My father, Mr R G Weaver, served in the RAF from 1943 - 1946. He was a Senior Aircraftman, who taught the Air Cadets Aircraft Recognition. At the end of his Service Career, he was based on Sylt, part of the German Fresian Islands, before returning to the UK. While out on Sylt, one of his hobbies was writing - he edited the Station Newsletter - and later, when he was demobbed, he went into Journalism for the next 40 years and retired in 1992.
He was briefly based at RAF Ringway (now Manchester Airport) before being posted to RAF Odiham, working on the De Havilland Vampire Jets, then leaving the RAF. What is even more interesting is that he started off in the Royal Navy on the Y Scheme, designed for young men joining the Royal Navy - his father was a Naval Schoolmaster - and served in the Fleet Air Arm. At some point during this, he was awarded a Medal, although it is not known what for, but it didn't come through straightaway. The Government pulled the funding for the Y Scheme and recipients were given the choice of staying on in the Royal Navy or going into the RAF. My father chose the RAF. When he was in the RAF, the medal finally reached him and he was allowed to wear it on his RAF uniform.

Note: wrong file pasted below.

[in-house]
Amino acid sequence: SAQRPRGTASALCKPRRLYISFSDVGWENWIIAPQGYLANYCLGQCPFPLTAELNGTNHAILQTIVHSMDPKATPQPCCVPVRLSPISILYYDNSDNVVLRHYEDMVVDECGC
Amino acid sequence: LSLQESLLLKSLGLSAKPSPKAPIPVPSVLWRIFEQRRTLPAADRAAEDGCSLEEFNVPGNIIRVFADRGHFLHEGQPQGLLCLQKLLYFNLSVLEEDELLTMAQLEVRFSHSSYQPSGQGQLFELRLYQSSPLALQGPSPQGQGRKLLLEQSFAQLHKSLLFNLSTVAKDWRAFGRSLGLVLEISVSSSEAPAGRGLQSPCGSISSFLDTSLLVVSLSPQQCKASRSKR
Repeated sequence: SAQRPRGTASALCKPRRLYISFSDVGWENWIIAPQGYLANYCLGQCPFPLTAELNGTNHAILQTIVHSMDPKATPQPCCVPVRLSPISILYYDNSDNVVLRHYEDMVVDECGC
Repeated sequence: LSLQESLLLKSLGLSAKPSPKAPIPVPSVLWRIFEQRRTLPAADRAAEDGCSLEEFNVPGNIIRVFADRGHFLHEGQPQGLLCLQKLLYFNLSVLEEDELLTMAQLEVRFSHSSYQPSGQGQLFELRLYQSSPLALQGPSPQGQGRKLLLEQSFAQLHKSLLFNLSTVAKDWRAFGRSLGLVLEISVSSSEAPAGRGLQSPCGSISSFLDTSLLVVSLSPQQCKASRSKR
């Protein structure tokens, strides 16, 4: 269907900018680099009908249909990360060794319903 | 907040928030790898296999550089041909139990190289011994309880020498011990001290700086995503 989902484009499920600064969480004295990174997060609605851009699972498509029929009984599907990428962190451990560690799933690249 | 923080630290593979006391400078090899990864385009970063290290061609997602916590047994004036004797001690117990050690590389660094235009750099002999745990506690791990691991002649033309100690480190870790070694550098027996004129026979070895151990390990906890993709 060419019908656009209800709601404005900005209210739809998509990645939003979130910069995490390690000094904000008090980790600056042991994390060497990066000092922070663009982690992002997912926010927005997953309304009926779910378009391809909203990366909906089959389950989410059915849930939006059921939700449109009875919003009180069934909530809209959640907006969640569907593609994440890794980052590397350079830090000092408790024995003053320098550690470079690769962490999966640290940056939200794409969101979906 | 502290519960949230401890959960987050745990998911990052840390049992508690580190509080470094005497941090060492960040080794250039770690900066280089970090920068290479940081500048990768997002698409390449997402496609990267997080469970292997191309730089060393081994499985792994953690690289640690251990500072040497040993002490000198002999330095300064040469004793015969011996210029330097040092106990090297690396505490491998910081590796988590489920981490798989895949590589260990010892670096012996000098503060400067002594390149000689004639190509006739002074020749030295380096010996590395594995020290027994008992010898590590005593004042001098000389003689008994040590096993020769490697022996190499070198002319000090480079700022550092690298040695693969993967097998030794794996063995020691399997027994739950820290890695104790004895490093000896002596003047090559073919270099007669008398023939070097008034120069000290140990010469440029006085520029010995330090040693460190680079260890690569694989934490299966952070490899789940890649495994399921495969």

My father and I were very close, and it was he who got me interested in aviation and helping me to translate his knowledge into stories especially Biggles orientated stories among others. In later years, he began to suffer Dementia and finally end up in a Care Home. His short-term memory was failing, but the long-term one was still intact and he started remembering his time in the RAF and communicating these memories to us. For the most part, he wouldn't talk about it, but he confided in me and my mother a good deal. In August 2019, he passed away peacefully in his sleep after a long battle with the Dementia. He was 92.
His death came two weeks before what would have been my parents 57th Wedding Anniversary. They met through the journalism and married in 1962 - the same year the Vickers VC10 was flown on her maiden flight. I wish that he could have made it to that 'landmark', but he was very frail and ill and his memory lives on.
I am in the process of finishing all the stories we started writing together, in his memory. That's what he would have wanted. He was a very special man - a real gentleman - although sometimes his 'military' bearing came through, notably the discipline drummed into him when he was in the RAF. Two years on, I still miss him very much, but my Mum misses him even more. I decided to share this story because he had such an varied and interesting life. I hope those who read it will be moved by it as I have been moved to tears writing it!